A package arrived in the mail recently. It came from Cindy Ricksger, a long-time reader and frequent commenter on this blog.
It also came all of the way from Beaver Island, Michigan.
I must admit, I had never heard of Beaver Island before “meeting” Cindy. It’s not the sort of place that comes up on my analytics page, the feature in which the WordPress folks add color to all of the home countries of readers and visitors.
While the United States is certainly in color on this analytics page, as are South Africa and India and England, Beaver Island is a bit too small to receive any colorized treatment.
But that in no way lessens its wonder to me.
With some help from Google Maps, Beaver Island is a rather small and remote dot of land at the northern curve of Lake Michigan, the body of water that separates Wisconsin and Michigan.
Let’s zoom in for a closer look.
As someone who has always lived in the middle of suburban and urban congestion, I am amazed — and in awe and even a bit envious — that people can live in far-off places and small towns, where there are Milky Way nights, quiet conversations on porches, and friendly hellos along the sidewalk.
It’s a big reason why I try to create that life in my own way, no matter how congested my surroundings. Joe and I dine several times a week at a local coffee shop to talk with Nelson, the owner and short order cook, and any other diners who might be sitting at the counter. I also go to the same cashier, Carrie, at the nearby supermarket just to catch up. And each day, I take a few moments to chat with my postman or to talk to neighbors as they walk their dogs in the early evening.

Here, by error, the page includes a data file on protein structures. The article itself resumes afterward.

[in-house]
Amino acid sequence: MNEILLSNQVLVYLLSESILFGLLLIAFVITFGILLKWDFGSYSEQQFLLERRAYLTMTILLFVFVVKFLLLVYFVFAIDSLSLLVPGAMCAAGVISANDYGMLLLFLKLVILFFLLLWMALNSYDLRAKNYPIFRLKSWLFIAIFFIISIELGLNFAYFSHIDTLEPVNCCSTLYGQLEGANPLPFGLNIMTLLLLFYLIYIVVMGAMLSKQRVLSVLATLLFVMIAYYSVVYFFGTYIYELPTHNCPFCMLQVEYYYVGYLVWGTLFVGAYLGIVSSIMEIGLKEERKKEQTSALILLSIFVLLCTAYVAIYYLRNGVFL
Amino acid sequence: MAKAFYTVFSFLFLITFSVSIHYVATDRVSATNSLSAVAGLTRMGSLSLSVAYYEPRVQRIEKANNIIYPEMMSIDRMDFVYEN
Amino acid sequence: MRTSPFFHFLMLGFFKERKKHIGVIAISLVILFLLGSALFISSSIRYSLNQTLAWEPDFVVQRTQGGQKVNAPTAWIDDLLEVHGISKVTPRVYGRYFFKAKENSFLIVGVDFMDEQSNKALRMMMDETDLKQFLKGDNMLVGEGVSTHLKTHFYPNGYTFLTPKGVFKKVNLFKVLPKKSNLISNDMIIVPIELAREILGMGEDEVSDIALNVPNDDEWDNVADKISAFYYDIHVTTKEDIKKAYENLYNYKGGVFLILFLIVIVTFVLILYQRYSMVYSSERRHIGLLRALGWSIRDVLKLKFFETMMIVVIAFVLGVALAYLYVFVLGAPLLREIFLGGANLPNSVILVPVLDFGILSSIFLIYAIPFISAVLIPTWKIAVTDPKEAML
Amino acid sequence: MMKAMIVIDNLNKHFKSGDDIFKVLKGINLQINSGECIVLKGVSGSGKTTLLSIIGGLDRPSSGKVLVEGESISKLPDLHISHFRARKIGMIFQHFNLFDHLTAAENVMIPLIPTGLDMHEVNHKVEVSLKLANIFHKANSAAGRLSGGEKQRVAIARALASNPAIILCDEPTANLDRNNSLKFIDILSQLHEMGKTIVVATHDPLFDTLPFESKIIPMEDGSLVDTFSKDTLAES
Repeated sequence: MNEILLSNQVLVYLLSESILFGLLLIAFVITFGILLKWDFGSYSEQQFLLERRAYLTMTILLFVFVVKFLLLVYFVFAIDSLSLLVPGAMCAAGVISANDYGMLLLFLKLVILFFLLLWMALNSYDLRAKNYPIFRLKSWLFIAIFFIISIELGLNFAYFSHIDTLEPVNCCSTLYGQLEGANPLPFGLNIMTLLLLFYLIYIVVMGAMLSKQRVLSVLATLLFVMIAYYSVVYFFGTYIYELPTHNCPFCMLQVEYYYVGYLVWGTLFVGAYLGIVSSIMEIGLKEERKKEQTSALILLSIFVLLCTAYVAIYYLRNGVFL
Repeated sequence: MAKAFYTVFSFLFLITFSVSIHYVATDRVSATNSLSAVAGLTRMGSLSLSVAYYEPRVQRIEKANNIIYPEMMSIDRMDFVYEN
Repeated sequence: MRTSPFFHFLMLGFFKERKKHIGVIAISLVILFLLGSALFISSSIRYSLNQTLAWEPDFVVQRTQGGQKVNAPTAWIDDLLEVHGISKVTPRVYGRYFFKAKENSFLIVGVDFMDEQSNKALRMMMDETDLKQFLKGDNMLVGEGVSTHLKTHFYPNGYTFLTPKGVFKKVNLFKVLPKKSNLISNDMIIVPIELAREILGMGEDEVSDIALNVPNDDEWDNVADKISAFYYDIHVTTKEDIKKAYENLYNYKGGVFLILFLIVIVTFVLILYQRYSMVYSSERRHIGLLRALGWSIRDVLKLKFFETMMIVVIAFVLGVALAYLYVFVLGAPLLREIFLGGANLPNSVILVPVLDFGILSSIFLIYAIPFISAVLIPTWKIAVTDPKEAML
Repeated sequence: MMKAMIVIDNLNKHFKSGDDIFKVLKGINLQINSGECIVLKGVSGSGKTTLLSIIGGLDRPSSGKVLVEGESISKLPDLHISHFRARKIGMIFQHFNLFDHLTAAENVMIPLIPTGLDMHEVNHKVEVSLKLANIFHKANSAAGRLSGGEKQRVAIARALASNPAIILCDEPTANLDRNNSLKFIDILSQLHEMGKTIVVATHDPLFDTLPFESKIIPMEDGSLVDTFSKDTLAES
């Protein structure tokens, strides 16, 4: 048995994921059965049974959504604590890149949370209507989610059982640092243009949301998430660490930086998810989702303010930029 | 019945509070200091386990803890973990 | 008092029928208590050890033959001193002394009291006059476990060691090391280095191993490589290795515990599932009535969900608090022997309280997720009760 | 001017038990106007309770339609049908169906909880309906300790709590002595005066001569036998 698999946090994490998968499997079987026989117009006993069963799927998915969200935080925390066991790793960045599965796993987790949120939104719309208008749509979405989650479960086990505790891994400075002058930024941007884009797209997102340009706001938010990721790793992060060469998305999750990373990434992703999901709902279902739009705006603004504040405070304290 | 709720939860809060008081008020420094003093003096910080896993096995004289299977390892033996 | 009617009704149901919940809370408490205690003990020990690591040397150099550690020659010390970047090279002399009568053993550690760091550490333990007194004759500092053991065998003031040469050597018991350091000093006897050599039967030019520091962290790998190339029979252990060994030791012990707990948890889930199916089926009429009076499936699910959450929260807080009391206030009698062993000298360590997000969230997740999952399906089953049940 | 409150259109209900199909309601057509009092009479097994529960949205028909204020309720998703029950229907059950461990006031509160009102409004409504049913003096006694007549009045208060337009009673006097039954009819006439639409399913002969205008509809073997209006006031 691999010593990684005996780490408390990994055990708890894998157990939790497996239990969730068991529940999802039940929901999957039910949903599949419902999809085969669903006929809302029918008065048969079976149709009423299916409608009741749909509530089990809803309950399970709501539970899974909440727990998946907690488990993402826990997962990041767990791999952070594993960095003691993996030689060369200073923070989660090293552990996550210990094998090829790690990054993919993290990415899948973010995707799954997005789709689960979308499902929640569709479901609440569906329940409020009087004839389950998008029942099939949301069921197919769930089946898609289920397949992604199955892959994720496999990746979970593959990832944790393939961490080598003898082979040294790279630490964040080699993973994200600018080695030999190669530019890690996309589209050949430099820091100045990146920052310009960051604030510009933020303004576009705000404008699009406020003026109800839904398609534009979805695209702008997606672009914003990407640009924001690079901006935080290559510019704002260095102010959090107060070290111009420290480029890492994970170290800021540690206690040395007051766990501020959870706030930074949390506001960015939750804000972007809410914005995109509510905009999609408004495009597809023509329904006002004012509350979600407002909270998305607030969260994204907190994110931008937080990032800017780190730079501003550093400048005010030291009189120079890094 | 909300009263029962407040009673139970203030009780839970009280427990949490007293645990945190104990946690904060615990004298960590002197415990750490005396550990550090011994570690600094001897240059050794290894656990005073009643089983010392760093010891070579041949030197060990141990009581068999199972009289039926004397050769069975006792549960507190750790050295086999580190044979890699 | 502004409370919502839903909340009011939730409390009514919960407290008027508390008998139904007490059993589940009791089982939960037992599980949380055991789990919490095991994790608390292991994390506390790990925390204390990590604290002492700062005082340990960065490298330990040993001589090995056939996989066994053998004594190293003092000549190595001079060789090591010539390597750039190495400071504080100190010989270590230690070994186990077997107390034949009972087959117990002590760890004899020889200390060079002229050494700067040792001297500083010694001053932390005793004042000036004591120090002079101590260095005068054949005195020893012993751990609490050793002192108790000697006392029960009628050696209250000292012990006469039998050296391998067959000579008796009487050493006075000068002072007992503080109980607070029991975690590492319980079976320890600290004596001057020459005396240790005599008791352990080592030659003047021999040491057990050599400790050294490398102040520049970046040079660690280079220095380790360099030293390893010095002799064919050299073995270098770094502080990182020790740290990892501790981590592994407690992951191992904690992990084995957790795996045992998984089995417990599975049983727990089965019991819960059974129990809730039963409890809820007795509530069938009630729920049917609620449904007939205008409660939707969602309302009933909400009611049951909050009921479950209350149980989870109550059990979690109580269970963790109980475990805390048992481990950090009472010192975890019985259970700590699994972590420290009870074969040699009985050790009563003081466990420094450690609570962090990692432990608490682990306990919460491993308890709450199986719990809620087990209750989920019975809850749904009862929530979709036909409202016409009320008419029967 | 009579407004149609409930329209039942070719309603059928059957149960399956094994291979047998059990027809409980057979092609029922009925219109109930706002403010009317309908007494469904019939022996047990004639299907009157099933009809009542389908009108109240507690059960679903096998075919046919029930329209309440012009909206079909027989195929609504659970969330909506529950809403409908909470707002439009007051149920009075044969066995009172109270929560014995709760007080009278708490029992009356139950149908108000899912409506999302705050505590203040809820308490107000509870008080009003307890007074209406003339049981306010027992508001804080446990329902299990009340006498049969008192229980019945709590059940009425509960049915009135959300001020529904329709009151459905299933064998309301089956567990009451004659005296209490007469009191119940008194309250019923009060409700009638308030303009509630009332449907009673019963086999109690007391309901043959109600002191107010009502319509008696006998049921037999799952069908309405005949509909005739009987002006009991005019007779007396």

World events sometimes intrude, though, and one such event was the November terrorist attack in Paris. I wrote a post, “We’ll Always Have Paris,” about that moment and my desire to retreat into my garden.
People from all over the world read that post — and I have the colorized analytics map to prove it. One of those people was Cindy from Beaver Island, where she not only gardens, but also owns and edits the Beaver Beacon, an island journal.
Cindy contacted me and asked if she could include the Paris post in the Beaver Beacon. I was flattered, to say the least, and so proud to be a part of her work, which chronicles all of the happenings in her small-island small-town, from births and deaths to local events and local characters.
It also meant in some way that I would be a small part of small-town life, all the way from the full-of-traffic streets of Fort Lauderdale, Florida.
Well, the article appeared and Cindy decided to send me not only a few copies of that issue, but some past issues, as well, and two books: Dirt, William Bryant Logan’s celebration of Earth’s amazing skin, and The Beaver Island Columns, a collection of essays by David S. Broder, a New York Times and Washington Post columnist who vacationed on Beaver Island for decades.
“And happily, some things do not change,” wrote Broder in one piece. “It [Beaver Island] is a place where you can look up and down a magnificent sweep of beach on a sunny midafternoon and not see another soul, where deer and fox and wild turkeys become your neighbors, where the sunset over Indian Point, never loses its beauty, where the Big Dipper seems to wheel directly overhead and, occasionally, the northern lights mount their awesome display.”
To round out my taste of the island, there was also a bag of Beaver Island Gourmet Blend Taffy, looking very much like sweet jewels.
Cindy had thought of everything — and because of this, I now know more about Beaver Island, a small and remote dot of land with a tremendous heart. I know, for example, that Nathan and Ashley were married, that the banquet for the graduating class was a smash hit, and that on the first day of spring, the town holds a “Wake for Winter” festival.
It’s my small-town dream in a small box from Beaver Island, Michigan.